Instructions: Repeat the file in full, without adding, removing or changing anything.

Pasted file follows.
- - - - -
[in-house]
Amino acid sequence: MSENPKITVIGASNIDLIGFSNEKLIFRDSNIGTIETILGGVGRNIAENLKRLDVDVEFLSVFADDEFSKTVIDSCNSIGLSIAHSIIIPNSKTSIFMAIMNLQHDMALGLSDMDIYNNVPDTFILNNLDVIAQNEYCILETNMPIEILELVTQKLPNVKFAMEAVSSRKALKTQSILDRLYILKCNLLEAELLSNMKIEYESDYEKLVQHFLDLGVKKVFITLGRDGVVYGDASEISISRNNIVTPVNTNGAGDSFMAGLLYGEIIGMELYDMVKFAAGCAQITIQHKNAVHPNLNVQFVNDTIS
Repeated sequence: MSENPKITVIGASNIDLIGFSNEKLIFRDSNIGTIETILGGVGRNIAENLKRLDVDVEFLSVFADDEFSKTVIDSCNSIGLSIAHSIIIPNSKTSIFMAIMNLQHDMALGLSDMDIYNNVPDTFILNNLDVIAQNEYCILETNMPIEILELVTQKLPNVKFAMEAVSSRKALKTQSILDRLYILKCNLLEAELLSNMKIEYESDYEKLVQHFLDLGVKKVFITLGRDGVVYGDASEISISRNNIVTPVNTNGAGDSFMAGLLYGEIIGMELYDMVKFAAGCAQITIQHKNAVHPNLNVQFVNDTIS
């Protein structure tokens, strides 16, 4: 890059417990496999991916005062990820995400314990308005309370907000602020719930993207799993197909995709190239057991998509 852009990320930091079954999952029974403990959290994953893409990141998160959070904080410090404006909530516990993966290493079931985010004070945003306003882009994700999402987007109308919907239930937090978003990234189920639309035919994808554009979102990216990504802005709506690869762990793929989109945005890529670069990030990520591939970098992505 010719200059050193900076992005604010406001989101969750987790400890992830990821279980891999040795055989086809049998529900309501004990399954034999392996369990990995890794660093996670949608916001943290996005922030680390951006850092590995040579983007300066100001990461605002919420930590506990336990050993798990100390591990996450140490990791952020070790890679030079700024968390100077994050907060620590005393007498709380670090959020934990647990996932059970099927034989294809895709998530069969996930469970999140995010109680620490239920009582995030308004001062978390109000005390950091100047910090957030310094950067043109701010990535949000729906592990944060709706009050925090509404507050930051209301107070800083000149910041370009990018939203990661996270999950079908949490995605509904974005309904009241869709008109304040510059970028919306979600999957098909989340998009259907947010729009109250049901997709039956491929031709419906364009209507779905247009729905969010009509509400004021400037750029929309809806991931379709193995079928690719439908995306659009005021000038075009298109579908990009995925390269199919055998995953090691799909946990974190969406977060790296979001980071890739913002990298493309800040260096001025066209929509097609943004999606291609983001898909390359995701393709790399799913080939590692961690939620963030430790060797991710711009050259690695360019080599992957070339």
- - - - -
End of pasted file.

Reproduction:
[in-house]
Amino acid sequence: MSENPKITVIGASNIDLIGFSNEKLIFRDSNIGTIETILGGVGRNIAENLKRLDVDVEFLSVFADDEFSKTVIDSCNSIGLSIAHSIIIPNSKTSIFMAIMNLQHDMALGLSDMDIYNNVPDTFILNNLDVIAQNEYCILETNMPIEILELVTQKLPNVKFAMEAVSSRKALKTQSILDRLYILKCNLLEAELLSNMKIEYESDYEKLVQHFLDLGVKKVFITLGRDGVVYGDASEISISRNNIVTPVNTNGAGDSFMAGLLYGEIIGMELYDMVKFAAGCAQITIQHKNAVHPNLNVQFVNDTIS
Repeated sequence: MSENPKITVIGASNIDLIGFSNEKLIFRDSNIGTIETILGGVGRNIAENLKRLDVDVEFLSVFADDEFSKTVIDSCNSIGLSIAHSIIIPNSKTSIFMAIMNLQHDMALGLSDMDIYNNVPDTFILNNLDVIAQNEYCILETNMPIEILELVTQKLPNVKFAMEAVSSRKALKTQSILDRLYILKCNLLEAELLSNMKIEYESDYEKLVQHFLDLGVKKVFITLGRDGVVYGDASEISISRNNIVTPVNTNGAGDSFMAGLLYGEIIGMELYDMVKFAAGCAQITIQHKNAVHPNLNVQFVNDTIS
């Protein structure tokens, strides 16, 4: 890059417990496999991916005062990820995400314990308005309370907000602020719930993207799993197909995709190239057991998509 852009990320930091079954999952029974403990959290994953893409990141998160959070904080410090404006909530516990993966290493079931985010004070945003306003882009994700999402987007109308919907239930937090978003990234189920639309035919994808554009979102990216990504802005709506690869762990793929989109945005890529670069990030990520591939970098992505 010719200059050193900076992005604010406001989101969750987790400890992830990821279980891999040795055989086809049998529900309501004990399954034999392996369990990995890794660093996670949608916001943290996005922030680390951006850092590995040579983007300066100001990461605002919420930590506990336990050993798990100390591990996450140490990791952020070790890679030079700024968390100077994050907060620590005393007498709380670090959020934990647990996932059970099927034989294809895709998530069969996930469970999140995010109680620490239920009582995030308004001062978390109000005390950091100047910090957030310094950067043109701010990535949000729906592990944060709706009050925090509404507050930051209301107070800083000149910041370009990018939203990661996270999950079908949490995605509904974005309904009241869709008109304040510059970028919306979600999957098909989340998009259907947010729009109250049901997709039956491929031709419906364009209507779905247009729905969010009509509400004021400037750029929309809806991931379709193995079928690719439908995306659009005021000038075009298109579908990009995925390269199919055998995953090691799909946990974190969406977060790296979001980071890739913002990298493309800040260096001025066209929509097609943004999606291609983001898909390359995701393709790399799913080939590692961690939620963030430790060797991710711009050259690695360019080599992957070339």